After The Death Of Ahab

After the death of Ahab, Ahaziah his son reigned in his stead. He followed all the evil ways of his father, thus continually leading the people away from God, and confirming them in the worship of Baal.

Having received a serious injury by falling through a lattice, Ahaziah sent men to the god of Ekron to inquire whether he would recover. Elijah met the messengers, reproved them for seeking counsel of a false god, and sent them back to tell the king that he would surely die.

Then Ahaziah sent a captain with fifty men to take Elijah; but the captain spoke roughly to the prophet, and the Lord sent fire from heaven and destroyed both him and his men. A second captain and his fifty, sent out by the king, met the same fate; but the third captain kneeled before Elijah, and begged that his life might be spared; so the man of God went with him to the king.

But Ahaziah died, as Elijah had predicted, having reigned less than two years; and Jehoram, his brother, reigned in his stead. Jehoram put away the image of Baal, but continued the worship of the golden calves, set up by Jeroboam.

During the reign of this king, the prophet Elisha played a very prominent part, as did Elijah during the reign of Ahab and Ahaziah. He had seen Elijah ascend, and had received his mantle, in token that a double portion of Elijah's spirit should rest on him. Many wonderful miracles were wrought by this gentle prophet, among which were, the healing of the waters of Jericho; causing the borrowed ax to float upon the water; multiplying the widow's oil, that she might meet the demands of her exacting creditors; restoring to life the son of the good Shunamite, who had so often entertained him; healing the poisonous pottage, to save the life of the young prophets; curing Naaman, the proud Syrian, of his loathsome leprosy; furnishing water to the perishing armies of Jehoram and Jehoshaphat; striking with blindness the Syrian host that had come to take his life; and after his death, the reviving of the dead man that was let down into his sepulcher.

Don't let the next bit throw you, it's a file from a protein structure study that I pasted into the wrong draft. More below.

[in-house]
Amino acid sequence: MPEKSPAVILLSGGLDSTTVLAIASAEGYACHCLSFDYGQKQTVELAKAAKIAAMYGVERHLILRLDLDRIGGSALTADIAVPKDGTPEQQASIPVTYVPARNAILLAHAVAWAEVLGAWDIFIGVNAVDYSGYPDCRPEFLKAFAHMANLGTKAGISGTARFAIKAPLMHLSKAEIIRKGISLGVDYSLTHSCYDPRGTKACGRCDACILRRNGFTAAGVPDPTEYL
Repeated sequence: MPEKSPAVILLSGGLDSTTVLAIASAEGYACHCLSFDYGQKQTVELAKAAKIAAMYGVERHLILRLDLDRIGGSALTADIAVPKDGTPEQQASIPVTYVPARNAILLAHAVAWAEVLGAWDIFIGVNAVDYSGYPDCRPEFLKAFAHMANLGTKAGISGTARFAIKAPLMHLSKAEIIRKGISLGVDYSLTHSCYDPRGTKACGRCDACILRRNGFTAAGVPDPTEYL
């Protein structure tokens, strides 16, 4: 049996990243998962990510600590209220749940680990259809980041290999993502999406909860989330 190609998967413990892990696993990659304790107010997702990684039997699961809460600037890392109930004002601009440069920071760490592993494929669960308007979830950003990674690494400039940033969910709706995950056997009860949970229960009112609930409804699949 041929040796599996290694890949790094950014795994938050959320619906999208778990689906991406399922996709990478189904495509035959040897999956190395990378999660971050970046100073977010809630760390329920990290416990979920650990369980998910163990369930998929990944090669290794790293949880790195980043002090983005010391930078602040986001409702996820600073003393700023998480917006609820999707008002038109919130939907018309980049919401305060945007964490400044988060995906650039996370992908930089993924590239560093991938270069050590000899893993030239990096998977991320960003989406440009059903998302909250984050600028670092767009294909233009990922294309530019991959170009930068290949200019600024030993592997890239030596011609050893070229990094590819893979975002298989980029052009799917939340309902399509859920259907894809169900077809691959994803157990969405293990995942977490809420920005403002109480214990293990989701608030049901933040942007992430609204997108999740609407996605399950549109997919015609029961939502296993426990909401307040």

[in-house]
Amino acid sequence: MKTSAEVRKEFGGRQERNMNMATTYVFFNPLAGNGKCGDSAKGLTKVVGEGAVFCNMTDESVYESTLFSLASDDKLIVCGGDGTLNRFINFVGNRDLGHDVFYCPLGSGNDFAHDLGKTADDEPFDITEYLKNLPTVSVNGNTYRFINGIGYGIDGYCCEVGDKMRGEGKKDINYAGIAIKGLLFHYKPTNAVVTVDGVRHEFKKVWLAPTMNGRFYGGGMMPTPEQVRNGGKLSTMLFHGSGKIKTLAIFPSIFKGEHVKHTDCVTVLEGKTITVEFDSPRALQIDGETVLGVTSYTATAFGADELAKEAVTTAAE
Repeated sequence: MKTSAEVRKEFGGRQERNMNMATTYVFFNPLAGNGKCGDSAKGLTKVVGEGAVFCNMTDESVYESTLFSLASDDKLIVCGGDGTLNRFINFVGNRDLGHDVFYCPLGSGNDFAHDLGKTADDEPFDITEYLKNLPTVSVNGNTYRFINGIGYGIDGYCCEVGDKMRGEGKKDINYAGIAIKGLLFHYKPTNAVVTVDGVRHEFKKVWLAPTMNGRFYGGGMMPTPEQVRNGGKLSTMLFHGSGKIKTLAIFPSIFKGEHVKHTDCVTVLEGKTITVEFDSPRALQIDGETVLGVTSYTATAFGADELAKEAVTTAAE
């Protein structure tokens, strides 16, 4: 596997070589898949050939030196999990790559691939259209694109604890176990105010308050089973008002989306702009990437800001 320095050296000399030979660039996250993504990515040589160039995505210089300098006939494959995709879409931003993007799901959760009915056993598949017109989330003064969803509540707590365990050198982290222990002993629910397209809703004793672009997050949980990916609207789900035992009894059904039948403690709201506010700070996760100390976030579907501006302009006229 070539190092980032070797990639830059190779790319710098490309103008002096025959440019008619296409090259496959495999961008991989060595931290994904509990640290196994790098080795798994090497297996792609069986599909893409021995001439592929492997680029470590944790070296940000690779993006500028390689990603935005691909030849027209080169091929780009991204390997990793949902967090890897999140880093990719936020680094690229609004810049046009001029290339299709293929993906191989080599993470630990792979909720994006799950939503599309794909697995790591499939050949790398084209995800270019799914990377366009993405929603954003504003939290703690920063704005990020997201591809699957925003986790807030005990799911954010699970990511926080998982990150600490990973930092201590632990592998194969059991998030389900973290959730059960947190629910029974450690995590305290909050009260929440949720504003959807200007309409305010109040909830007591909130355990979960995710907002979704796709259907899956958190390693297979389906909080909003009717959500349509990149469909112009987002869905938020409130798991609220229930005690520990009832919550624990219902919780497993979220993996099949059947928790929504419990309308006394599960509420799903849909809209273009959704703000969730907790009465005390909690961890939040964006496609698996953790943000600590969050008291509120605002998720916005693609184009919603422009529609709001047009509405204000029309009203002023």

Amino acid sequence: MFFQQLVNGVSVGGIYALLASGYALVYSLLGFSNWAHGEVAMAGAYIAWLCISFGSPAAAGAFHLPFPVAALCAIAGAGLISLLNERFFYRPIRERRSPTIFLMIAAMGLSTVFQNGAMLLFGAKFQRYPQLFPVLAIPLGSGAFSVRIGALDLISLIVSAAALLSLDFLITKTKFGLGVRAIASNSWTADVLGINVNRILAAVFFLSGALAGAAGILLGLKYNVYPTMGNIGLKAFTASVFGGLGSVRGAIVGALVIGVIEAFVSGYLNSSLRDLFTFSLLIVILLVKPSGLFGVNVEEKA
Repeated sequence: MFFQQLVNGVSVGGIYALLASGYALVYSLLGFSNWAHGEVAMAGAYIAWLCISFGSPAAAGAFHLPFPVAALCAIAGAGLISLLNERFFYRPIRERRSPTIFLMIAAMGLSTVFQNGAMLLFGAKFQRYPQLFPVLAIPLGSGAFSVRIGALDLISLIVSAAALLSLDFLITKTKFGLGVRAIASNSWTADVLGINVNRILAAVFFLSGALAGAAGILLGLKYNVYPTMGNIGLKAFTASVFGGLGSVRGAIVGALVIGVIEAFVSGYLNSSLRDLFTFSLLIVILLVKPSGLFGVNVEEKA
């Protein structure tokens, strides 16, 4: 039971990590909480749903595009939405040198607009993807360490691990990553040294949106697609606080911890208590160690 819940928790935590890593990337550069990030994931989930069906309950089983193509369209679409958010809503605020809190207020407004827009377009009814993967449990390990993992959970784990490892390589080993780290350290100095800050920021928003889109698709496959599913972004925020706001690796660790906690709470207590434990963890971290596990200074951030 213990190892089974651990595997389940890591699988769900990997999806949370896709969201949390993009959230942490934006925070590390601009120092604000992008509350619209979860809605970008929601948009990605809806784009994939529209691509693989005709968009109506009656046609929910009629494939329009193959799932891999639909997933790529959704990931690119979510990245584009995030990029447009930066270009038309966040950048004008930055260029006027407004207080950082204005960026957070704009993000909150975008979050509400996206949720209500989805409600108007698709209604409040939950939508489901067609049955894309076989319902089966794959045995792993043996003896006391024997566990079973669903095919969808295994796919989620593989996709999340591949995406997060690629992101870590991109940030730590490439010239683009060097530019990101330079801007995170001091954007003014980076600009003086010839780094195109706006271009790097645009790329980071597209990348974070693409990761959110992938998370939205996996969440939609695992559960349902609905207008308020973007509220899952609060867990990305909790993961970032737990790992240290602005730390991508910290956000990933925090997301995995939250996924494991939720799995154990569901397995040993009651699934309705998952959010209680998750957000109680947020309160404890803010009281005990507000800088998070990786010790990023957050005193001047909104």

The miracles of Elisha, like those of Christ, were wrought, not to destroy men, but to restore them to life, or to relieve them from distress; not to strike with terror, but to touch the heart by manifestations of the love and compassion of the Almighty.

When Elisha lead the sightless Syrian army into Samaria, he gave command, not that they should be slain, but that they should be fed and sent home.

At one time there was a famine in the land so severe that women ate their own children in Samaria. To add to the distresses of the Samaritans, the Syrians came up with a vast army and besieged their city. In this extremity the king sent for Elisha, who, when he had come, said that by the next day food should be plenty. Impossible as this seemed, it came to pass; for that very night, the Syrians, seized with an unaccountable panic, fled precipitately, leaving their tents and provisions behind them.

When Ahab took Naboth's vineyard, the Lord, by the mouth of Elijah, told him that dogs should lick his blood where they did the blood of Naboth; that dogs should eat Jezebel by the wall of Jezreel; and that his family should be utterly destroyed. Although Ahab was killed in battle far away, the chariot in which he died was washed in the pool of Samaria, and there the dogs licked his blood. When Jehoram had reigned twelve years, Jehu, a captain in his army, coming suddenly upon him, slew him and all the rest of the house of Ahab. Jehu also destroyed the temple of Baal, slew all the priests of Baal, and burned all his images. Jezebel, putting out her head to reprove Jehu, was pitched out of the window, and dogs ate her flesh. Thus all the predictions of Elijah were fulfilled.